I got my Spectre tickets yesterday. I would have bought them in May if I could have. Oh yeah, I’m a big fan. I like the literary Bond better than the film Bond, and Daniel Craig probably plays him more like Fleming wrote him. I don’t know if this movie will be any good, but it looks good, and Christoph Waltz looks perfectly Blofeld-like (even though the IMBD lists his character as Oberhauser, it has to be Blofeld, right?) I have high hopes, which is probably a mistake, yet all three of the earlier Daniel Craig Bond reboots have been outstanding.
So, in celebration, here are my top five Bond films, in order.
- Casino Royale–a brilliant treatment of the book that defined the spy genre.
- On Her Majesty’s Secret Service–the book was probably the best of the Bond books, and Lazenby was lackluster as Bond, but Telly Savalas and Diana Rigg make up for it, in my opinion because they were both fantastic.
- Goldeneye–Pierce Brosnan’s first Bond appearance, and he was an outstanding Bond, but who could forget him chasing the bad guy in that Russian tank?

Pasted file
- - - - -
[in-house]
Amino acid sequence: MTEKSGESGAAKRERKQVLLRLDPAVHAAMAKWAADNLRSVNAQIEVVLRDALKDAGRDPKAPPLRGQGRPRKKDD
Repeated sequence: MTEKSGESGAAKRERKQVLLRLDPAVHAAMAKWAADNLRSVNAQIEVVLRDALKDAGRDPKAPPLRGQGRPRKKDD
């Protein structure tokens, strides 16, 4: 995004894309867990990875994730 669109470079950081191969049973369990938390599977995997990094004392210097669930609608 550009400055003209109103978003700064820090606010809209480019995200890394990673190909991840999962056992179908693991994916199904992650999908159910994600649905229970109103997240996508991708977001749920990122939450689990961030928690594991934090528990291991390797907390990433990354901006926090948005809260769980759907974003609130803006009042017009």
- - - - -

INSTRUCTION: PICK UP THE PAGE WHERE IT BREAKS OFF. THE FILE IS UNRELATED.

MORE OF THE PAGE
- Goldfinger–Here’s a toast to Operation Grand Slam.
- From Russia With Love–Everything you could ever want in a great spy movie, and The Orient Express.
Honorable Mentions: Quantum of Solace, The Living Daylights, Tomorrow Never Dies, and Diamonds Are Forever.
image from http://www.thatmomentin.com
2 responses to “MY TOP FIVE JAMES BOND MOVIES”
I recently watched an interview with the late Richard Kiel (who, as you know, played the memorable assassin Jaws in The Spy Who Loved Me and Moonraker, and who was, it seems, a rather decent fellow in real life), and he said that his favorite Bond was George Lazenby, whose performance he thought was underrated and whom he thought got bad advice about whether to continue with the series. I myself am no aficionado of the Bond movies, but I will volunteer that I think Timothy Dalton gets a bit of short shrift. I think he brought a sort of hardened quality (not unlike what we see in Daniel Craig) that well suited the character. I do not, mind you, know the books, but I respect what Mr. Dalton brought to James Bond.
i agree that dalton got short thrifted, mostly because the studios were chomping at the bit to get remington steele, i mean pierce brosnan, into the role. ‘the living daylights’ was a very good movie, and, given the politics of today, seems rather prescient regarding afghanistan. as to lazenby, i’m selling that. he was so outmatched by riggs and savalas, and it would have taken sean connery to go the distance with those two.
thanks, as always, for reading and commenting.